RIO DE JANEIRO, Aug 6 (Reuters) - Former world No. 1 Ana Ivanovic exited the Olympic Games in the first round on Saturday, though the Serb refused to blame the wind or soaring temperatures that some players said were making it tricky to play in Rio.
Ivanovic went one set up against world No. 12 Carla Suarez Navarro before losing the next two error-strewn sets to the Spaniard.
“It was a tough draw for the first round,” said Ivanovic, the former French Open winner currently ranked as world No. 26.
“I had a chance to come back in the third set but every time I came close to pegging her back, I missed the opportunity,” she added.
Ivanovic’s match, like all the others on centre court, was played in a stadium that was more than half empty, something likely to disappoint organisers.
But the size of crowds didn’t bother Japan’s Kei Nishikori, who opened the men’s singles tennis tournament on centre court by knocking out Spain’s Albert Ramos-Viñolas with ease, winning 6-2 6-4 in two sets.
Nishikori said he didn’t care if stadium was full or empty as long he kept winning. “That’s the most important (thing),” he added.
Though one issue that impacted Nishikori’s contest and most of the matches on a hot and humid day was wind, with breeze drifting across from the ocean making conditions tricky.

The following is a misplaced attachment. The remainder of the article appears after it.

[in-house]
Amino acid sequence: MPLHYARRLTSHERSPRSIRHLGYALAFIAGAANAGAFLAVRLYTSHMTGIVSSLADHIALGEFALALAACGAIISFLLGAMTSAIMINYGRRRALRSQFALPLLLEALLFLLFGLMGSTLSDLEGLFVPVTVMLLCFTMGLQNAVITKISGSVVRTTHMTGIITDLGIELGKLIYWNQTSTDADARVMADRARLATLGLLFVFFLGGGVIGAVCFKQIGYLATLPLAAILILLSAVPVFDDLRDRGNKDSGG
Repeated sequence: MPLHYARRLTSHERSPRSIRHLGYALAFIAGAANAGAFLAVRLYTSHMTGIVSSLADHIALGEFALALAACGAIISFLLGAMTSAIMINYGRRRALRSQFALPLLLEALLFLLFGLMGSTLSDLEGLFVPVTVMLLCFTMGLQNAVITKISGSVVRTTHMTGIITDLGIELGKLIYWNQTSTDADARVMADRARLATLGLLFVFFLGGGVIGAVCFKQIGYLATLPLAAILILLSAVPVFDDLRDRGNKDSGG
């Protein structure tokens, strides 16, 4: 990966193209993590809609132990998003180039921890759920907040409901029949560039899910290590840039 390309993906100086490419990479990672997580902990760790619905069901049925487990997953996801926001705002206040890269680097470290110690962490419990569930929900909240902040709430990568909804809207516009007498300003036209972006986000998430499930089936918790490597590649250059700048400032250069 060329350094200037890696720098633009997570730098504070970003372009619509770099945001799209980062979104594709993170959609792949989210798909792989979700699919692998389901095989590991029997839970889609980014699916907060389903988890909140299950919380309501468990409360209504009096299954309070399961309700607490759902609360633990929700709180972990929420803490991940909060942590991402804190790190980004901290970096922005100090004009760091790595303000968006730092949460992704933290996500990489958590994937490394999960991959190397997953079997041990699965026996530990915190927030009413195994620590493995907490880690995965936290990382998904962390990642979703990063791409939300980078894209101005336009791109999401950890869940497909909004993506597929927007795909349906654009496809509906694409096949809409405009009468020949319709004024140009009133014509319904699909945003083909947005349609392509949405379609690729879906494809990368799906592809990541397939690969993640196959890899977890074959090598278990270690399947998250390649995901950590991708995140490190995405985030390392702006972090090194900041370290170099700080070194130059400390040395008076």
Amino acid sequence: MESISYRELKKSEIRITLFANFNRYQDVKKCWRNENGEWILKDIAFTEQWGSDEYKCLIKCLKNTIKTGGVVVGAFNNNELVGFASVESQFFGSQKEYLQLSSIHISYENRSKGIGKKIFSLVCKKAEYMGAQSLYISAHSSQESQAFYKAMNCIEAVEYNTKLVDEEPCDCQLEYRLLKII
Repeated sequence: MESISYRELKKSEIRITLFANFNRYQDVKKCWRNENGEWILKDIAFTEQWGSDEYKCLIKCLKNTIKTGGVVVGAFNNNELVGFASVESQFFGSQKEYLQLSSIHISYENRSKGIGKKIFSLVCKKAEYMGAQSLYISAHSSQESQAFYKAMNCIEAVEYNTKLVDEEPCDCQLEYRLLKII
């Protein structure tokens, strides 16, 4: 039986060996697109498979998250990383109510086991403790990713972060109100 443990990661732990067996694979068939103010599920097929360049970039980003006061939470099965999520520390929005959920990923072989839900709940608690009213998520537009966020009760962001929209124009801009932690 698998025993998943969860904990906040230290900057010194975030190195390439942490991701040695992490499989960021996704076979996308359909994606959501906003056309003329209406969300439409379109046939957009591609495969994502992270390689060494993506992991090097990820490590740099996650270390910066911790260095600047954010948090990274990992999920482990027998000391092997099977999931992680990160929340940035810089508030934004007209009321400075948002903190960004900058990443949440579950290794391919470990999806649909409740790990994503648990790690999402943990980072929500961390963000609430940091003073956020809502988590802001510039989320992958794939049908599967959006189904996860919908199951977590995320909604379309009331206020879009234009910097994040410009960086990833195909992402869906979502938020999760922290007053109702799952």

“Here it’s very difficult to play because it’s fairly open, there is constantly some kind of wind,” said Croatia’s Marin Cilic, who defeated Bulgaria’s Grigor Dimitrov.
One person who thrived in the Rio sun was Australia’s John Millman, becoming the first Olympian ever to win a men’s singles match without losing a game.
Millman’s “double-bagel” 6-0, 6-0, victory against Lithuania’s Ricardas Berankis came after several shoulder surgeries that threatened his career. The Australian also took part in the late-night opening ceremony, which many other Olympians competing early on Saturday skipped.
“I couldn’t miss the (parade). That was a really stirring moment for me. It’s hard to explain the emotions I got walking into that stadium, and obviously that carried over to today,” said Millman, 27.
“I was pumped up from the word go.”
Reporting by Drazen Jorgic; Editing by Tom Brown